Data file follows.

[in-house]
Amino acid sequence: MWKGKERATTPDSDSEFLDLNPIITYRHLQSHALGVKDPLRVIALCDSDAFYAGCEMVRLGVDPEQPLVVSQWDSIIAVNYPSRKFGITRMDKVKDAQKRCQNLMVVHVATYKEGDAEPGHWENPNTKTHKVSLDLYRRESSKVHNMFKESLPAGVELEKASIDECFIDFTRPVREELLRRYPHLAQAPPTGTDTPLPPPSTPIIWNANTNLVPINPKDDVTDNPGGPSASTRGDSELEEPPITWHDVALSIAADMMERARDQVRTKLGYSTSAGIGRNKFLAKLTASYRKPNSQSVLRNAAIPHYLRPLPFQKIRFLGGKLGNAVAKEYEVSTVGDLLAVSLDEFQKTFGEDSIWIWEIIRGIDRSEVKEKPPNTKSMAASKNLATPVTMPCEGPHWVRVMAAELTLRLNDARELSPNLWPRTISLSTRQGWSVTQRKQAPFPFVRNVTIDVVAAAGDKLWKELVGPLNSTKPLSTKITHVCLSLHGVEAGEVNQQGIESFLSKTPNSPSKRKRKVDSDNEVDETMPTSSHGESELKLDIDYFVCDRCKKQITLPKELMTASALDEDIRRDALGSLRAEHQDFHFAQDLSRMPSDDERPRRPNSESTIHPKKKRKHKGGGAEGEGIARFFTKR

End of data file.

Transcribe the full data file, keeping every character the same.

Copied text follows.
[in-house]
Amino acid sequence: MWKGKERATTPDSDSEFLDLNPIITYRHLQSHALGVKDPLRVIALCDSDAFYAGCEMVRLGVDPEQPLVVSQWDSIIAVNYPSRKFGITRMDKVKDAQKRCQNLMVVHVATYKEGDAEPGHWENPNTKTHKVSLDLYRRESSKVHNMFKESLPAGVELEKASIDECFIDFTRPVREELLRRYPHLAQAPPTGTDTPLPPPSTPIIWNANTNLVPINPKDDVTDNPGGPSASTRGDSELEEPPITWHDVALSIAADMMERARDQVRTKLGYSTSAGIGRNKFLAKLTASYRKPNSQSVLRNAAIPHYLRPLPFQKIRFLGGKLGNAVAKEYEVSTVGDLLAVSLDEFQKTFGEDSIWIWEIIRGIDRSEVKEKPPNTKSMAASKNLATPVTMPCEGPHWVRVMAAELTLRLNDARELSPNLWPRTISLSTRQGWSVTQRKQAPFPFVRNVTIDVVAAAGDKLWKELVGPLNSTKPLSTKITHVCLSLHGVEAGEVNQQGIESFLSKTPNSPSKRKRKVDSDNEVDETMPTSSHGESELKLDIDYFVCDRCKKQITLPKELMTASALDEDIRRDALGSLRAEHQDFHFAQDLSRMPSDDERPRRPNSESTIHPKKKRKHKGGGAEGEGIARFFTKR